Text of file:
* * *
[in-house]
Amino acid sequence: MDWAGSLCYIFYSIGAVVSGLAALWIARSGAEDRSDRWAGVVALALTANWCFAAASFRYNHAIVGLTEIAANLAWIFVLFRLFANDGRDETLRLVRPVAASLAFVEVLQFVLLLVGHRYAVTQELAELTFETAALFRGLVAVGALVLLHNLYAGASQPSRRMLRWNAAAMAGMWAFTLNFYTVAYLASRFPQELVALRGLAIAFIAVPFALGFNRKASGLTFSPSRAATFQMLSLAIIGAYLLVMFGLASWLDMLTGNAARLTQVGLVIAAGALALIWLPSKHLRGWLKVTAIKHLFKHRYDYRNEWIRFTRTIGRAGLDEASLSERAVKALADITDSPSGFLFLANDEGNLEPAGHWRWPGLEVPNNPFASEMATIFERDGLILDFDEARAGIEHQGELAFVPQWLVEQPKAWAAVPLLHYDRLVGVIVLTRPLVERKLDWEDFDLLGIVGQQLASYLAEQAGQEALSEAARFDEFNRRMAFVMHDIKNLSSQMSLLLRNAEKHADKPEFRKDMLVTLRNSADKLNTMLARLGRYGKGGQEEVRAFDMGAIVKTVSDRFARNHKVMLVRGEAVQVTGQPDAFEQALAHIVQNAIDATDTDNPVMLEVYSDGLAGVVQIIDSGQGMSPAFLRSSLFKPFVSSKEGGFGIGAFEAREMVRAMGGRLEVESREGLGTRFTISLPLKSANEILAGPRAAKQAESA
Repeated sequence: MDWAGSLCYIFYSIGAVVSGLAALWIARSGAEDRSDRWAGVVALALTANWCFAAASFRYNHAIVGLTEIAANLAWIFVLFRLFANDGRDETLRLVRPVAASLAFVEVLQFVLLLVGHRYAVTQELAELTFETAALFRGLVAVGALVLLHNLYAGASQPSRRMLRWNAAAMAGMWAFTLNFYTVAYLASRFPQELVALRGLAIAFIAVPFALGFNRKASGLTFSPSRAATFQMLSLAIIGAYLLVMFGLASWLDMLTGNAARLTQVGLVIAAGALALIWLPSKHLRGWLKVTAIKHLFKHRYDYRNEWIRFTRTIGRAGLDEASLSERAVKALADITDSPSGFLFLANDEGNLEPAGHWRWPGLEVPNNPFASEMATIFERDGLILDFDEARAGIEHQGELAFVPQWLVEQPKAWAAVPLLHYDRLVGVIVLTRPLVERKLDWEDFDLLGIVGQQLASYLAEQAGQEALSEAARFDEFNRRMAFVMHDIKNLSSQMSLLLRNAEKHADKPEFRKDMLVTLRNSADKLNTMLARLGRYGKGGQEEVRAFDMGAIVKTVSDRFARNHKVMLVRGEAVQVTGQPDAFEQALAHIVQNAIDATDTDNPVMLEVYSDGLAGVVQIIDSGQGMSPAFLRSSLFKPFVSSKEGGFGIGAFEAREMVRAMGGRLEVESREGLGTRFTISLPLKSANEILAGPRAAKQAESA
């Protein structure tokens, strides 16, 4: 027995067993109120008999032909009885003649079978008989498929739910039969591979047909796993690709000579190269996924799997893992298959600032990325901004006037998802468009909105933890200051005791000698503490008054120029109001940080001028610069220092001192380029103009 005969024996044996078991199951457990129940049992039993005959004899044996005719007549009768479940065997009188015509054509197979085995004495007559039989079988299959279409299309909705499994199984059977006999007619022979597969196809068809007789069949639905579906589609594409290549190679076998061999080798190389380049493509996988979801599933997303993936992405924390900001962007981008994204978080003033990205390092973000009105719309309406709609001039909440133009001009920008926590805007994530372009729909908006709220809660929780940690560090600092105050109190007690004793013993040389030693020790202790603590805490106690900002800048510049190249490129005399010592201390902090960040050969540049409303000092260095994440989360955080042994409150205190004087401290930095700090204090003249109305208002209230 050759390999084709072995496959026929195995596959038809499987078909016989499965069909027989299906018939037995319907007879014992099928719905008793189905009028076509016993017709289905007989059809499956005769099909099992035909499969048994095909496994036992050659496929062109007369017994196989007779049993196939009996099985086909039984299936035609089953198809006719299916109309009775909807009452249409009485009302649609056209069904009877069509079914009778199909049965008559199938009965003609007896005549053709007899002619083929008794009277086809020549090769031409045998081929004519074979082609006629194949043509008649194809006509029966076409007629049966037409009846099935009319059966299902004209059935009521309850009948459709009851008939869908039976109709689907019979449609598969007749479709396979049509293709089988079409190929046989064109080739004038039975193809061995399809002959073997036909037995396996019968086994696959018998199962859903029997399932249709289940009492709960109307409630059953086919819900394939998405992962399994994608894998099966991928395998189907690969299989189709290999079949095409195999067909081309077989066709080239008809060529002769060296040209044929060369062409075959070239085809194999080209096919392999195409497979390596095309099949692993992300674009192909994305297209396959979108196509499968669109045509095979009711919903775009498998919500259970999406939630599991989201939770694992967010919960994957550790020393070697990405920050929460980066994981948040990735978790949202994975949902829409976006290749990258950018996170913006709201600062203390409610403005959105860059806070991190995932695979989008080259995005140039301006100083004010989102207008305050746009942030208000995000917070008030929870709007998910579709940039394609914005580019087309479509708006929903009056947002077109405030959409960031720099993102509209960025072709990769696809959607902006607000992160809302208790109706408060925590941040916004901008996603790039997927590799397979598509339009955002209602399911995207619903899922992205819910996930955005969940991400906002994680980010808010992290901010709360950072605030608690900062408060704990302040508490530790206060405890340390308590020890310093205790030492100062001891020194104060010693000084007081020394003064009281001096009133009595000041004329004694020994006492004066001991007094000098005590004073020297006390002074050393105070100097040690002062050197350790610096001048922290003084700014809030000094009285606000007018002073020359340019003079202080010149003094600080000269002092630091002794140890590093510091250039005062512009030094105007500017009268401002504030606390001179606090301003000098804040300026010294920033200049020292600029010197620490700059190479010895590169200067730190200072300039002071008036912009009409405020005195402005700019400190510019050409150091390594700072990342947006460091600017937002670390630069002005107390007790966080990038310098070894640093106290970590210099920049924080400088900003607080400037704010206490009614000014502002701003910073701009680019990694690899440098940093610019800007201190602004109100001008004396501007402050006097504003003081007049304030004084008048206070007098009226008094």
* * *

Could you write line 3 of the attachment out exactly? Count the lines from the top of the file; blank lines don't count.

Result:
Repeated sequence: MDWAGSLCYIFYSIGAVVSGLAALWIARSGAEDRSDRWAGVVALALTANWCFAAASFRYNHAIVGLTEIAANLAWIFVLFRLFANDGRDETLRLVRPVAASLAFVEVLQFVLLLVGHRYAVTQELAELTFETAALFRGLVAVGALVLLHNLYAGASQPSRRMLRWNAAAMAGMWAFTLNFYTVAYLASRFPQELVALRGLAIAFIAVPFALGFNRKASGLTFSPSRAATFQMLSLAIIGAYLLVMFGLASWLDMLTGNAARLTQVGLVIAAGALALIWLPSKHLRGWLKVTAIKHLFKHRYDYRNEWIRFTRTIGRAGLDEASLSERAVKALADITDSPSGFLFLANDEGNLEPAGHWRWPGLEVPNNPFASEMATIFERDGLILDFDEARAGIEHQGELAFVPQWLVEQPKAWAAVPLLHYDRLVGVIVLTRPLVERKLDWEDFDLLGIVGQQLASYLAEQAGQEALSEAARFDEFNRRMAFVMHDIKNLSSQMSLLLRNAEKHADKPEFRKDMLVTLRNSADKLNTMLARLGRYGKGGQEEVRAFDMGAIVKTVSDRFARNHKVMLVRGEAVQVTGQPDAFEQALAHIVQNAIDATDTDNPVMLEVYSDGLAGVVQIIDSGQGMSPAFLRSSLFKPFVSSKEGGFGIGAFEAREMVRAMGGRLEVESREGLGTRFTISLPLKSANEILAGPRAAKQAESA